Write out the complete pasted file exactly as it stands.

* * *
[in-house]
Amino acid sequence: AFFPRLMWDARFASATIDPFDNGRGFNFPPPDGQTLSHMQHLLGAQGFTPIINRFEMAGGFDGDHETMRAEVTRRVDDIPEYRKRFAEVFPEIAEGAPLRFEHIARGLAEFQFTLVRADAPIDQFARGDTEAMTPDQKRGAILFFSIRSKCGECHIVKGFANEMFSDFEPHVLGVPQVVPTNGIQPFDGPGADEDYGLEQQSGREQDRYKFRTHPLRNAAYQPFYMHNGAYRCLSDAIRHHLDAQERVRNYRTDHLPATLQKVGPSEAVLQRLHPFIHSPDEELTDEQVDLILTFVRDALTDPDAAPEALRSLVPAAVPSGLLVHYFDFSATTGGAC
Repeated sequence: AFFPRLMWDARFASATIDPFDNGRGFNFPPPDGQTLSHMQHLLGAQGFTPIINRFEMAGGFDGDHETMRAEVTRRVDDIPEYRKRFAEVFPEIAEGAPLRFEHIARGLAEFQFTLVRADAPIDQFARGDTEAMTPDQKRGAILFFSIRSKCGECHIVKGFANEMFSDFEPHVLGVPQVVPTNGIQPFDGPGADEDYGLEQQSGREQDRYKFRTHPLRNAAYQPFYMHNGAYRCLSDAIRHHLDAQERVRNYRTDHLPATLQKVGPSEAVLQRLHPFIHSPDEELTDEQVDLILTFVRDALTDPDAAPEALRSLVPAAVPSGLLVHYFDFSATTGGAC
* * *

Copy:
[in-house]
Amino acid sequence: AFFPRLMWDARFASATIDPFDNGRGFNFPPPDGQTLSHMQHLLGAQGFTPIINRFEMAGGFDGDHETMRAEVTRRVDDIPEYRKRFAEVFPEIAEGAPLRFEHIARGLAEFQFTLVRADAPIDQFARGDTEAMTPDQKRGAILFFSIRSKCGECHIVKGFANEMFSDFEPHVLGVPQVVPTNGIQPFDGPGADEDYGLEQQSGREQDRYKFRTHPLRNAAYQPFYMHNGAYRCLSDAIRHHLDAQERVRNYRTDHLPATLQKVGPSEAVLQRLHPFIHSPDEELTDEQVDLILTFVRDALTDPDAAPEALRSLVPAAVPSGLLVHYFDFSATTGGAC
Repeated sequence: AFFPRLMWDARFASATIDPFDNGRGFNFPPPDGQTLSHMQHLLGAQGFTPIINRFEMAGGFDGDHETMRAEVTRRVDDIPEYRKRFAEVFPEIAEGAPLRFEHIARGLAEFQFTLVRADAPIDQFARGDTEAMTPDQKRGAILFFSIRSKCGECHIVKGFANEMFSDFEPHVLGVPQVVPTNGIQPFDGPGADEDYGLEQQSGREQDRYKFRTHPLRNAAYQPFYMHNGAYRCLSDAIRHHLDAQERVRNYRTDHLPATLQKVGPSEAVLQRLHPFIHSPDEELTDEQVDLILTFVRDALTDPDAAPEALRSLVPAAVPSGLLVHYFDFSATTGGAC